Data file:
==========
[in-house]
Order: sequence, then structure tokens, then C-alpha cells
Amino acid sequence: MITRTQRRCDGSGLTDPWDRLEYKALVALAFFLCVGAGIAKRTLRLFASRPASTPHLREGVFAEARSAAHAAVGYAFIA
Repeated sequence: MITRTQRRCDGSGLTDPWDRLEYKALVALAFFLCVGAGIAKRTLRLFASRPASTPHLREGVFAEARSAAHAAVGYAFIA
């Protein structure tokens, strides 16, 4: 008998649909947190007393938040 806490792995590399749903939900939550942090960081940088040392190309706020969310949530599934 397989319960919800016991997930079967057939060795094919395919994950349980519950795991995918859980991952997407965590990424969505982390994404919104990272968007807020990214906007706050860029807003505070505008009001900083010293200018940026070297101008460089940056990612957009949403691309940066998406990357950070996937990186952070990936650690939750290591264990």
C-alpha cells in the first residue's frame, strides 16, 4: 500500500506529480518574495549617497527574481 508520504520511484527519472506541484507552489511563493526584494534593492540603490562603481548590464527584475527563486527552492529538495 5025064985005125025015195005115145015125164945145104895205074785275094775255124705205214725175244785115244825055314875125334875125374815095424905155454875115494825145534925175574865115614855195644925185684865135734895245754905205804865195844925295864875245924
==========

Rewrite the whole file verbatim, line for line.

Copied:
[in-house]
Order: sequence, then structure tokens, then C-alpha cells
Amino acid sequence: MITRTQRRCDGSGLTDPWDRLEYKALVALAFFLCVGAGIAKRTLRLFASRPASTPHLREGVFAEARSAAHAAVGYAFIA
Repeated sequence: MITRTQRRCDGSGLTDPWDRLEYKALVALAFFLCVGAGIAKRTLRLFASRPASTPHLREGVFAEARSAAHAAVGYAFIA
């Protein structure tokens, strides 16, 4: 008998649909947190007393938040 806490792995590399749903939900939550942090960081940088040392190309706020969310949530599934 397989319960919800016991997930079967057939060795094919395919994950349980519950795991995918859980991952997407965590990424969505982390994404919104990272968007807020990214906007706050860029807003505070505008009001900083010293200018940026070297101008460089940056990612957009949403691309940066998406990357950070996937990186952070990936650690939750290591264990």
C-alpha cells in the first residue's frame, strides 16, 4: 500500500506529480518574495549617497527574481 508520504520511484527519472506541484507552489511563493526584494534593492540603490562603481548590464527584475527563486527552492529538495 5025064985005125025015195005115145015125164945145104895205074785275094775255124705205214725175244785115244825055314875125334875125374815095424905155454875115494825145534925175574865115614855195644925185684865135734895245754905205804865195844925295864875245924